The Rev. Matthew Ichihashi Potts, PH.D., Pusey Minister in the Memorial Church. Photo by Jeffrey Blackwell/Memorial Church Communications.
By the Rev. Matthew Ichihashi Potts, Ph.D.
Pusey Minister in the Memorial Church
Plummer Professor of Christian Morals
Faculty of Divinity
(The following is a transcript from the service audio)
In the name of the God whose love makes and saves and aids us. Amen.
So as you all know, this summer, my family and I moved here to Cambridge from Cape Cod, from Falmouth where we'd been living. A few years ago, I think Cami, Sammy, and Danny were seven, five, and three at the time, some friends of ours from church, an older couple who lived in a condo in town, invited us over. It was a hot summer day. There was a pool at the condo complex, and so they invited our only over to go for a swim in the pool. And that sounded great because it was a hot day, the first hot day of summer. We wanted to go for a swim, take the kids for a swim, give them something nice to do. And on the way, we stopped at CVS or whatever and got some pool toys, right? Snorkel and mask and the whole business.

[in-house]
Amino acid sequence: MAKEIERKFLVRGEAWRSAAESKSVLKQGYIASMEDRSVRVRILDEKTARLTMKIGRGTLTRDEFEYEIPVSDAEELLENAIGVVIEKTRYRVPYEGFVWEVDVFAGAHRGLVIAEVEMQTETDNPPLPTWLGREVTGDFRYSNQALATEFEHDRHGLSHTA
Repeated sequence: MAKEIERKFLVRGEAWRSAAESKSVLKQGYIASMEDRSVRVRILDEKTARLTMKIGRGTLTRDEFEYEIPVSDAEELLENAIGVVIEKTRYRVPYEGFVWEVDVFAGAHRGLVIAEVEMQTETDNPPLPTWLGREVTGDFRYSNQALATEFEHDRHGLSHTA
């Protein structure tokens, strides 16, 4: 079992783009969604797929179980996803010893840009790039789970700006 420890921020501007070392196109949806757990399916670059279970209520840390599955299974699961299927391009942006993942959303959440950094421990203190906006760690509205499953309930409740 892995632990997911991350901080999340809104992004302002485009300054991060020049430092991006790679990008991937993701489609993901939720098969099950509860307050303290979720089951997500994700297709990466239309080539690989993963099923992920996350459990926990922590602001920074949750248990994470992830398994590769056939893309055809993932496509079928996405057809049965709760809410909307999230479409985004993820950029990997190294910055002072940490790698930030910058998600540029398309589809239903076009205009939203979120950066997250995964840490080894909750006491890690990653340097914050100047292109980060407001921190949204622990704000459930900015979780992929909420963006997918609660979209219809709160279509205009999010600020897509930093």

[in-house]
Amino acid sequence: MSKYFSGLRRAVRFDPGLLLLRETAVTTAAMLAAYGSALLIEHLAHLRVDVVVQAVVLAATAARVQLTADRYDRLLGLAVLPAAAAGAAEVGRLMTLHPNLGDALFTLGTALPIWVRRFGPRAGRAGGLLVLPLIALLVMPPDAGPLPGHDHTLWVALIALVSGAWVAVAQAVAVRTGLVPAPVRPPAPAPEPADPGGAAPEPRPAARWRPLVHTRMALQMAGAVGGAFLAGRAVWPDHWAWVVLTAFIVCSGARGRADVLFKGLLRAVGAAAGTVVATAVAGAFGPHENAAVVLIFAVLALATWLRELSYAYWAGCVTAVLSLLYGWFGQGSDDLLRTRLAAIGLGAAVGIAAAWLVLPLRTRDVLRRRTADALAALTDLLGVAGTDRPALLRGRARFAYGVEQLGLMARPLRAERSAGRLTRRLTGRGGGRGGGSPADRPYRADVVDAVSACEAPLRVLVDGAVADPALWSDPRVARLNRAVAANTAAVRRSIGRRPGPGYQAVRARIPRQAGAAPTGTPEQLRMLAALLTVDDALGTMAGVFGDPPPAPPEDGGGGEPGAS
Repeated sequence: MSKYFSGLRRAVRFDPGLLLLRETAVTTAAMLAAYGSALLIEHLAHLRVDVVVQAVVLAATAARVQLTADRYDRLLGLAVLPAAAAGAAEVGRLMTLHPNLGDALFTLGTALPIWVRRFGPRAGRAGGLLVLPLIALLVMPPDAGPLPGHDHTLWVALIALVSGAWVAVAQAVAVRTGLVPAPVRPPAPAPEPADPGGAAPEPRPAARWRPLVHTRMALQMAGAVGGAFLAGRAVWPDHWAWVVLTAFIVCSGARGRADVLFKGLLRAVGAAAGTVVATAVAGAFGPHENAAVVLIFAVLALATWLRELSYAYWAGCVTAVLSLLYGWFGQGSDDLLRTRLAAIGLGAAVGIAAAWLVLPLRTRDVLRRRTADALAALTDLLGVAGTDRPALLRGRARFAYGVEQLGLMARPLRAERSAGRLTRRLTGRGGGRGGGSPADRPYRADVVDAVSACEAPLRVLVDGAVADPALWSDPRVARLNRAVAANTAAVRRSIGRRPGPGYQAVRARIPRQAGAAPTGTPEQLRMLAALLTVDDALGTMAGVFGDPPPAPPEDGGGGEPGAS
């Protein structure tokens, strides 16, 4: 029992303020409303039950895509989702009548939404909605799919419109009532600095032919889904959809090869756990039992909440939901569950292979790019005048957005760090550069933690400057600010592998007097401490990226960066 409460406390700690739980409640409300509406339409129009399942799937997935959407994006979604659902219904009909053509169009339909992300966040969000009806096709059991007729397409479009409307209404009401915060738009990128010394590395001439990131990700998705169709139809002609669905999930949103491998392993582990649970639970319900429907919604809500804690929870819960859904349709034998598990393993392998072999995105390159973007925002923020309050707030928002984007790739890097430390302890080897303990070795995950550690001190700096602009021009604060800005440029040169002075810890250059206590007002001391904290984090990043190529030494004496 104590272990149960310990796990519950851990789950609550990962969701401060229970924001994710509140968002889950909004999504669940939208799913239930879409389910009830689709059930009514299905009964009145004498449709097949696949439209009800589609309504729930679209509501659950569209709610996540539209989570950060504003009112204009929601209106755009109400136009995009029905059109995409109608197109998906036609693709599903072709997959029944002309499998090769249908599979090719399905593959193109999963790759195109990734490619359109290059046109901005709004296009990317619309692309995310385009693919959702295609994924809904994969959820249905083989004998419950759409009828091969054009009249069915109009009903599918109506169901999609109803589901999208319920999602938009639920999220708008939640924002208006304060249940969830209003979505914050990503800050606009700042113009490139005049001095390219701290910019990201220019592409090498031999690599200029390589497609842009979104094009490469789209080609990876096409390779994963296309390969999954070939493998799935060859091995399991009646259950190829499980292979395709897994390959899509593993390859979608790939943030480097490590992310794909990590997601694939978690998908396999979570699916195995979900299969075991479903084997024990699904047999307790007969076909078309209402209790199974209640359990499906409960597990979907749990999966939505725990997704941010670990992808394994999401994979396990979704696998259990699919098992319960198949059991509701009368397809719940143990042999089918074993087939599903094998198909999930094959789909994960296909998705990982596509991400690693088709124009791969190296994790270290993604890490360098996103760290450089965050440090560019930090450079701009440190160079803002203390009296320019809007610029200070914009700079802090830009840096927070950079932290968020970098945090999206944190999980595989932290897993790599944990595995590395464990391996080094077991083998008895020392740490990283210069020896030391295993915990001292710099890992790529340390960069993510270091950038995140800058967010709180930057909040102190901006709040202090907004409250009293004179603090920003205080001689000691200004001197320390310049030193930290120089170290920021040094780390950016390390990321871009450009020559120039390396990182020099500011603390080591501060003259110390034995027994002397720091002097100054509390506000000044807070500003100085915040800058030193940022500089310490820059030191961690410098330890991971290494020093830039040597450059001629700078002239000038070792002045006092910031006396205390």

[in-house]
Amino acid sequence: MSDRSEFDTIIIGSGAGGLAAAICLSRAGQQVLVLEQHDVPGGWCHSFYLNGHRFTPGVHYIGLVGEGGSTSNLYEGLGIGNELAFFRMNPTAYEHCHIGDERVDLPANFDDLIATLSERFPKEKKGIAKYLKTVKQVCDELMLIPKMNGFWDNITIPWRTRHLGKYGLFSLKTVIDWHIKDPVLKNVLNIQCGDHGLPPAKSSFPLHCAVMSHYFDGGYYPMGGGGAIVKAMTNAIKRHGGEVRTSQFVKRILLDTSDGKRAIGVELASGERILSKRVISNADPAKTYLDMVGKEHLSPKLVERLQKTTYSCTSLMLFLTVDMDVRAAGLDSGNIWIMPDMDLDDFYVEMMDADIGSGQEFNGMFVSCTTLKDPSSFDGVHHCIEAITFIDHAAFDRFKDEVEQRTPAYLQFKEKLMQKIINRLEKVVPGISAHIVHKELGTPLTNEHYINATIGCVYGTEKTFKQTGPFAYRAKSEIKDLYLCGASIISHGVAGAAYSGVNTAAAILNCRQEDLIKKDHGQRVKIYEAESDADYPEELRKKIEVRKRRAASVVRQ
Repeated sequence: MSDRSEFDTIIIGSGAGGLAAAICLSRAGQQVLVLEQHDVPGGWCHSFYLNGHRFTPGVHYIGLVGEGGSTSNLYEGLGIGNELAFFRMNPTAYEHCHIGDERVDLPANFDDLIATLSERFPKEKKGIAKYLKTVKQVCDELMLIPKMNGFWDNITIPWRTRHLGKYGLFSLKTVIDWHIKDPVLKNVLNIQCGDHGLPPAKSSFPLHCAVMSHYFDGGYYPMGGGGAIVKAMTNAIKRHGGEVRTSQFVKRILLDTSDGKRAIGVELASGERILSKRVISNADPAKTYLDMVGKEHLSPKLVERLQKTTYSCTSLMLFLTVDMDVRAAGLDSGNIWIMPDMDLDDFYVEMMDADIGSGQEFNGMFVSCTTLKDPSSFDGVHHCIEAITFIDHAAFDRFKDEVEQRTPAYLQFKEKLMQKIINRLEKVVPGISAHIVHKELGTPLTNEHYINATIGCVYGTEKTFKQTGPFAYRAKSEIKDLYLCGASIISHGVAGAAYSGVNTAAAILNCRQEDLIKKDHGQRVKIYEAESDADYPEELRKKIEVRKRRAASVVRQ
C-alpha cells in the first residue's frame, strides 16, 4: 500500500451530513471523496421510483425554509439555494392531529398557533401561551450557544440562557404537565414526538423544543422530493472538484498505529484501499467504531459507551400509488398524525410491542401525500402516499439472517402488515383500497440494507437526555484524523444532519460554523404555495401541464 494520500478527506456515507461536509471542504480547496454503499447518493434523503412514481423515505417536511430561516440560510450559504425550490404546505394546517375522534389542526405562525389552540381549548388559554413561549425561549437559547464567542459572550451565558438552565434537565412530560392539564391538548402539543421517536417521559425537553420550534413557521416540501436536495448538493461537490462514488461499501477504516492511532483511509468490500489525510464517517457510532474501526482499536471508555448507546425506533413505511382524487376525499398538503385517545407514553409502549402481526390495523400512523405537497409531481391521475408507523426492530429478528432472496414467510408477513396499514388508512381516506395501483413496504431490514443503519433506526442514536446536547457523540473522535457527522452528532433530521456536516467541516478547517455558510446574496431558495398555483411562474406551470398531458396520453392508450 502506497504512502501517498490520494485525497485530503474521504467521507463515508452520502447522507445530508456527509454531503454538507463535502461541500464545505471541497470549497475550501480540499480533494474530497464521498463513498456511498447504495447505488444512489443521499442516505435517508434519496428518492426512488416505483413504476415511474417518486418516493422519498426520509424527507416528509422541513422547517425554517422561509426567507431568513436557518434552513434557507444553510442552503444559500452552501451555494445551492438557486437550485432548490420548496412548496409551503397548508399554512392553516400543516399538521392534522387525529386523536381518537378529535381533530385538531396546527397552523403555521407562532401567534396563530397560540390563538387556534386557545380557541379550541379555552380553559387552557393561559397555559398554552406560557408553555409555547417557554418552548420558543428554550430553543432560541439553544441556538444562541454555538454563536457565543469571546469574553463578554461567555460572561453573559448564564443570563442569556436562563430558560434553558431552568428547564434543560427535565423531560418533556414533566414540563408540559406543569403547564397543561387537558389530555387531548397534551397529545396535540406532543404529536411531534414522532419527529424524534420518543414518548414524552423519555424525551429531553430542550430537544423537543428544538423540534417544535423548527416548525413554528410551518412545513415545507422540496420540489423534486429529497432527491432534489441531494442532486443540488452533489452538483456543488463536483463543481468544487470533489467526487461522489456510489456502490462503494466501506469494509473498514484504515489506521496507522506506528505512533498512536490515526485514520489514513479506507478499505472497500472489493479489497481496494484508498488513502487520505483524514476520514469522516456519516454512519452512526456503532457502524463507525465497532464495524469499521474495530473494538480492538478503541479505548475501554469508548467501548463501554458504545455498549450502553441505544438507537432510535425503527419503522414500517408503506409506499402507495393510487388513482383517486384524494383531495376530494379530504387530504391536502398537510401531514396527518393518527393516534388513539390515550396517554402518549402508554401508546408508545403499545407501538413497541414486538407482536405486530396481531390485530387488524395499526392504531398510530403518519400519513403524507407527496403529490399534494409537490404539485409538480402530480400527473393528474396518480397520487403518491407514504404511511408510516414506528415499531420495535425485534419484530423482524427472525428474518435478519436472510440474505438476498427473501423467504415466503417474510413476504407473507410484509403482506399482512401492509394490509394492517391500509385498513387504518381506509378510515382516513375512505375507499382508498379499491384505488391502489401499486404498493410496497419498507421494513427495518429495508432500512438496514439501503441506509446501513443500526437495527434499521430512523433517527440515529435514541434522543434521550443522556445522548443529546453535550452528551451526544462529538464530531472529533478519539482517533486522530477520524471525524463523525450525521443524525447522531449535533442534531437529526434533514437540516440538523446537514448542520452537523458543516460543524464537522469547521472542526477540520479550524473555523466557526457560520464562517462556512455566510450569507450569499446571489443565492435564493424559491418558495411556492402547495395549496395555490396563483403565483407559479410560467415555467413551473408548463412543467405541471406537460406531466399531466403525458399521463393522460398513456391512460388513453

And so, we showed up at the pool, and it was great. This elderly woman, wonderful woman named Barbara, met us and escorted us out to the pool, unlocked the gate for us, and let us in, and stayed there with us. One of the toys that we had gotten was like a squirt something, right? And so Danny, the three-year-old, four-year-old, whatever he was, he went right for that and filled it up and started spraying everybody in sight, including Barbara. And so we said, "Danny, stop it. Put that down. No, stop it." And so Danny said, "Okay," and then continued to squirt everybody. So we took it away. "You don't get to have that anymore. That's mine. You don't get to play with this. That's mine."